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        1. Lead halide perovskites are intensively studied in past few years due to their
          potential applications in optoelectronic devices such as solar cells, photodetectors,
          light-emitting diodes (LED), and lasers. In addition to the rapid
          developments in material synthesis and device fabrication, it is also very
          interesting to postsynthetically control the optical properties with external
          irradiations. Here, the influences of very low energy (10–20 keV) electron
          beam of standard electron beam lithography are experimentally explored on
          the properties of lead halide perovskites. It is confirmed that the radiolysis
          process also happens and it can selectively change the photoluminescence,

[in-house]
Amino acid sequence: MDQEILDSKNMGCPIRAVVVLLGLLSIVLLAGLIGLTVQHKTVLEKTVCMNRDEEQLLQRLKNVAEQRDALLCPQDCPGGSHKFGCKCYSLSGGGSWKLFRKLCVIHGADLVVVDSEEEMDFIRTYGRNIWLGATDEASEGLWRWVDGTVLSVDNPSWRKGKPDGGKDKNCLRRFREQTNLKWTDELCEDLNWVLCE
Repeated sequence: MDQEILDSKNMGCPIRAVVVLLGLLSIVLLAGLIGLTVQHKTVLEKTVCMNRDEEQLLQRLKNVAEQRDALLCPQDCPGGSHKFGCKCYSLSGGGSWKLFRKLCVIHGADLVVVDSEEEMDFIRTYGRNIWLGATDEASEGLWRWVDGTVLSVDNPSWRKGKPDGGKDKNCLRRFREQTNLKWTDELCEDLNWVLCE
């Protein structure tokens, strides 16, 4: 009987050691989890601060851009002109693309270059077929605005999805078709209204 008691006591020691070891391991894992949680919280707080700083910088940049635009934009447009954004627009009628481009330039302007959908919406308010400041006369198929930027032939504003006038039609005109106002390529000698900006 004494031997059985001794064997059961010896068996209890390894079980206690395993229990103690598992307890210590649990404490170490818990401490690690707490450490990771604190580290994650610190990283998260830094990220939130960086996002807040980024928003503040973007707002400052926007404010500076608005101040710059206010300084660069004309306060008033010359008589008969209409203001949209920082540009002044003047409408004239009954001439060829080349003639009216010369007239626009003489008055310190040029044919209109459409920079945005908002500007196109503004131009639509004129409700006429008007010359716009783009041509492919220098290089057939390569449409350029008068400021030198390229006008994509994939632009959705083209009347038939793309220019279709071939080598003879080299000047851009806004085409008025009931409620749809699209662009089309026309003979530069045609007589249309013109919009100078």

enabling the direct formation of nanolaser array, microsized light emitter
          array, and micropictures with an electron beam writer. Interestingly, it is
          found that discontinuous metallic lead layers are formed on the top and
          bottom surfaces of perovskite microplate during the radiolysis process, which
          can act as carrier conducting layers and significantly increase the photocurrent
          of perovskite photodetector by a factor of 217%. By using the electron
          beam with low energy to modify the perovskite, this method promises to
          shape the emission patterns for micro-LED with well-preserved optical properties
          and improves the photocurrent of photodetector.


          Ningbo Yi,Shuai Wang,Zonghui Duan,Kaiyang Wang,Qinghai Song,Shumin Xiao.


          Advanced Materials,29:34,1701636(2017)